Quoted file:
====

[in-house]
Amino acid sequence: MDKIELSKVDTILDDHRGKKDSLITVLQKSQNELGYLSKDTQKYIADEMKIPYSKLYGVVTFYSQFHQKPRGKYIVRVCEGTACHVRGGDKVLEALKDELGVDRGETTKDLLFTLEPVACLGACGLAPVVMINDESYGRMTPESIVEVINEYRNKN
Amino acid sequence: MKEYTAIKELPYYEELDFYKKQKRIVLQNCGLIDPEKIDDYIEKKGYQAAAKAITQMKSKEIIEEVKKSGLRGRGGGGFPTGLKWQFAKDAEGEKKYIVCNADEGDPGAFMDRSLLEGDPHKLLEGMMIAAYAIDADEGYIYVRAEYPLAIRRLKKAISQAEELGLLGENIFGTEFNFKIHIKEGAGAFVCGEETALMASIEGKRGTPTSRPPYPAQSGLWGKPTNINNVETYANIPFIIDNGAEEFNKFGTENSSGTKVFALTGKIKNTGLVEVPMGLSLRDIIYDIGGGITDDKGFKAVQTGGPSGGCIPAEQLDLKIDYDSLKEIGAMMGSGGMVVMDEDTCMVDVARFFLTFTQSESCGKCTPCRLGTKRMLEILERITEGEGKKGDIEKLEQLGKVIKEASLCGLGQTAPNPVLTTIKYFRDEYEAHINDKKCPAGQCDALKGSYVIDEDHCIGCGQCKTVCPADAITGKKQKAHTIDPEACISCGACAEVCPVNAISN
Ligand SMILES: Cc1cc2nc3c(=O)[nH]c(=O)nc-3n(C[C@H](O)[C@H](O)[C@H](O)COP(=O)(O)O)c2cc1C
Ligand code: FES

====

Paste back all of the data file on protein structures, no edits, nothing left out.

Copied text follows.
[in-house]
Amino acid sequence: MDKIELSKVDTILDDHRGKKDSLITVLQKSQNELGYLSKDTQKYIADEMKIPYSKLYGVVTFYSQFHQKPRGKYIVRVCEGTACHVRGGDKVLEALKDELGVDRGETTKDLLFTLEPVACLGACGLAPVVMINDESYGRMTPESIVEVINEYRNKN
Amino acid sequence: MKEYTAIKELPYYEELDFYKKQKRIVLQNCGLIDPEKIDDYIEKKGYQAAAKAITQMKSKEIIEEVKKSGLRGRGGGGFPTGLKWQFAKDAEGEKKYIVCNADEGDPGAFMDRSLLEGDPHKLLEGMMIAAYAIDADEGYIYVRAEYPLAIRRLKKAISQAEELGLLGENIFGTEFNFKIHIKEGAGAFVCGEETALMASIEGKRGTPTSRPPYPAQSGLWGKPTNINNVETYANIPFIIDNGAEEFNKFGTENSSGTKVFALTGKIKNTGLVEVPMGLSLRDIIYDIGGGITDDKGFKAVQTGGPSGGCIPAEQLDLKIDYDSLKEIGAMMGSGGMVVMDEDTCMVDVARFFLTFTQSESCGKCTPCRLGTKRMLEILERITEGEGKKGDIEKLEQLGKVIKEASLCGLGQTAPNPVLTTIKYFRDEYEAHINDKKCPAGQCDALKGSYVIDEDHCIGCGQCKTVCPADAITGKKQKAHTIDPEACISCGACAEVCPVNAISN
Ligand SMILES: Cc1cc2nc3c(=O)[nH]c(=O)nc-3n(C[C@H](O)[C@H](O)[C@H](O)COP(=O)(O)O)c2cc1C
Ligand code: FES